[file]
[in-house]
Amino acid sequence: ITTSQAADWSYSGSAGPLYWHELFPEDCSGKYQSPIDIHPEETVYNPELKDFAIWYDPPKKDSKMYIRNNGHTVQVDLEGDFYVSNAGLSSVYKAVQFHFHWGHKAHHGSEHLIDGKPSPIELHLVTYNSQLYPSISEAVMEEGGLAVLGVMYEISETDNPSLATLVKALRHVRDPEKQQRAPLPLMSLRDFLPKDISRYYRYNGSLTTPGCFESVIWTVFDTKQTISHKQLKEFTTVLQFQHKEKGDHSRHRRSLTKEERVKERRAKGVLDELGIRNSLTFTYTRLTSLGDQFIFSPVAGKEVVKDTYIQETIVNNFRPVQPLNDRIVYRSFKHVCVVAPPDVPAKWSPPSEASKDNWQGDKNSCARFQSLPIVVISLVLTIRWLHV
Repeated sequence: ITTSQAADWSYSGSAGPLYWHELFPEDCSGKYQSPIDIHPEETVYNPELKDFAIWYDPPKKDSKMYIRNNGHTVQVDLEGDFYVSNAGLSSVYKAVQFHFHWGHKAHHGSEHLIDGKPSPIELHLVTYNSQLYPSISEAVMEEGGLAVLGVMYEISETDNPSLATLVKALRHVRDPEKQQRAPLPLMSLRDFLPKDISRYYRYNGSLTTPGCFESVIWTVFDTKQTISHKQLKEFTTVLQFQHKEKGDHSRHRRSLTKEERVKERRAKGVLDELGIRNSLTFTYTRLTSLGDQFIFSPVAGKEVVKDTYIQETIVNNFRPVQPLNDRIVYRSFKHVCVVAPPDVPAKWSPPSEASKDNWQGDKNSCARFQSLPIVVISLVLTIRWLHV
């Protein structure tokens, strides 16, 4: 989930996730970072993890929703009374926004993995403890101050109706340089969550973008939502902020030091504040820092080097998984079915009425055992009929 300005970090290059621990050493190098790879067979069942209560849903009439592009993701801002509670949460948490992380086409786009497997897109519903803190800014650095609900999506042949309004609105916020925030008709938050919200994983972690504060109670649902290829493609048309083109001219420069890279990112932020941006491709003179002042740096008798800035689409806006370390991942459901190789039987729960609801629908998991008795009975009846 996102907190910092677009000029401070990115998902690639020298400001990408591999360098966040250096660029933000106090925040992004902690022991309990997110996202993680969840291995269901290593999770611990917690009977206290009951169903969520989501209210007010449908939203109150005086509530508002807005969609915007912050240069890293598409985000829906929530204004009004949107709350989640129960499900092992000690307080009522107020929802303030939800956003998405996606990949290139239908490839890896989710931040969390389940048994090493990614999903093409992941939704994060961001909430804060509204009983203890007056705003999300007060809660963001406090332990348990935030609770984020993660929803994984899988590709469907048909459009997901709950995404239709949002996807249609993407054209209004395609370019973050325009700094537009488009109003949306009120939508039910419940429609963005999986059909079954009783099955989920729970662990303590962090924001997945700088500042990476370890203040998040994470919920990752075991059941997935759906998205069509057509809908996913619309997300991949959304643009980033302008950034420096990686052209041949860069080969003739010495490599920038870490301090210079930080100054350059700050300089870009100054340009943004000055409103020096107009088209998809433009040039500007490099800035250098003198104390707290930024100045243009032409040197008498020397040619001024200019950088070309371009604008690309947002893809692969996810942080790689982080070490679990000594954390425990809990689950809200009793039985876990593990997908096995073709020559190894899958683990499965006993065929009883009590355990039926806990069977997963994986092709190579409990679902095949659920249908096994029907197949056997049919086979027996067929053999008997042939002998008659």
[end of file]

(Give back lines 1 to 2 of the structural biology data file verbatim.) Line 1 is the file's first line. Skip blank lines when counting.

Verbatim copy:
[in-house]
Amino acid sequence: ITTSQAADWSYSGSAGPLYWHELFPEDCSGKYQSPIDIHPEETVYNPELKDFAIWYDPPKKDSKMYIRNNGHTVQVDLEGDFYVSNAGLSSVYKAVQFHFHWGHKAHHGSEHLIDGKPSPIELHLVTYNSQLYPSISEAVMEEGGLAVLGVMYEISETDNPSLATLVKALRHVRDPEKQQRAPLPLMSLRDFLPKDISRYYRYNGSLTTPGCFESVIWTVFDTKQTISHKQLKEFTTVLQFQHKEKGDHSRHRRSLTKEERVKERRAKGVLDELGIRNSLTFTYTRLTSLGDQFIFSPVAGKEVVKDTYIQETIVNNFRPVQPLNDRIVYRSFKHVCVVAPPDVPAKWSPPSEASKDNWQGDKNSCARFQSLPIVVISLVLTIRWLHV